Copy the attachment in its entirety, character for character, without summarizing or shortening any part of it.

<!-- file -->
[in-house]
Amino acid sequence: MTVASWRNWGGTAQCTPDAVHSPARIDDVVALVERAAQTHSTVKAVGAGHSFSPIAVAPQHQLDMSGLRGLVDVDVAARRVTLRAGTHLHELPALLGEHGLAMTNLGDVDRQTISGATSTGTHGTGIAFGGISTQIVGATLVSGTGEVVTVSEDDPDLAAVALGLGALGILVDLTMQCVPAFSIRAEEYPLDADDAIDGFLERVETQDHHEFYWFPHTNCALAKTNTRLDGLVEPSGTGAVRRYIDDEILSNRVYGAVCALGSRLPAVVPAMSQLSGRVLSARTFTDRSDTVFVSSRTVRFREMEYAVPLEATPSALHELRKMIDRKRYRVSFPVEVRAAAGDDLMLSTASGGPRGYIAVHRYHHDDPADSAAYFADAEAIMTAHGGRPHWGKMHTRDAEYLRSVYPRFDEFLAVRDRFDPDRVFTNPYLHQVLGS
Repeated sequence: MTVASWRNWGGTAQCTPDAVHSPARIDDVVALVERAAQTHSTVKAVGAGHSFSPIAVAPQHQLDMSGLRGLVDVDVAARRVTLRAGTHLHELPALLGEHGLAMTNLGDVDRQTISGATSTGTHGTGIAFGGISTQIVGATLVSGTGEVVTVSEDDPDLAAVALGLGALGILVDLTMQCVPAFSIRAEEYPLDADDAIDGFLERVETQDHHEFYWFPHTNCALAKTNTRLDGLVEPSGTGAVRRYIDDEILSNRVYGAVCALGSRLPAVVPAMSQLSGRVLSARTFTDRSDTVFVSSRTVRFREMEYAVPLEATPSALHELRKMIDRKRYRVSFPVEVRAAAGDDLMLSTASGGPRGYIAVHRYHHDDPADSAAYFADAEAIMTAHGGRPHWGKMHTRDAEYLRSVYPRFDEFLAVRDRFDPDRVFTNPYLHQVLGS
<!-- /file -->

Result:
[in-house]
Amino acid sequence: MTVASWRNWGGTAQCTPDAVHSPARIDDVVALVERAAQTHSTVKAVGAGHSFSPIAVAPQHQLDMSGLRGLVDVDVAARRVTLRAGTHLHELPALLGEHGLAMTNLGDVDRQTISGATSTGTHGTGIAFGGISTQIVGATLVSGTGEVVTVSEDDPDLAAVALGLGALGILVDLTMQCVPAFSIRAEEYPLDADDAIDGFLERVETQDHHEFYWFPHTNCALAKTNTRLDGLVEPSGTGAVRRYIDDEILSNRVYGAVCALGSRLPAVVPAMSQLSGRVLSARTFTDRSDTVFVSSRTVRFREMEYAVPLEATPSALHELRKMIDRKRYRVSFPVEVRAAAGDDLMLSTASGGPRGYIAVHRYHHDDPADSAAYFADAEAIMTAHGGRPHWGKMHTRDAEYLRSVYPRFDEFLAVRDRFDPDRVFTNPYLHQVLGS
Repeated sequence: MTVASWRNWGGTAQCTPDAVHSPARIDDVVALVERAAQTHSTVKAVGAGHSFSPIAVAPQHQLDMSGLRGLVDVDVAARRVTLRAGTHLHELPALLGEHGLAMTNLGDVDRQTISGATSTGTHGTGIAFGGISTQIVGATLVSGTGEVVTVSEDDPDLAAVALGLGALGILVDLTMQCVPAFSIRAEEYPLDADDAIDGFLERVETQDHHEFYWFPHTNCALAKTNTRLDGLVEPSGTGAVRRYIDDEILSNRVYGAVCALGSRLPAVVPAMSQLSGRVLSARTFTDRSDTVFVSSRTVRFREMEYAVPLEATPSALHELRKMIDRKRYRVSFPVEVRAAAGDDLMLSTASGGPRGYIAVHRYHHDDPADSAAYFADAEAIMTAHGGRPHWGKMHTRDAEYLRSVYPRFDEFLAVRDRFDPDRVFTNPYLHQVLGS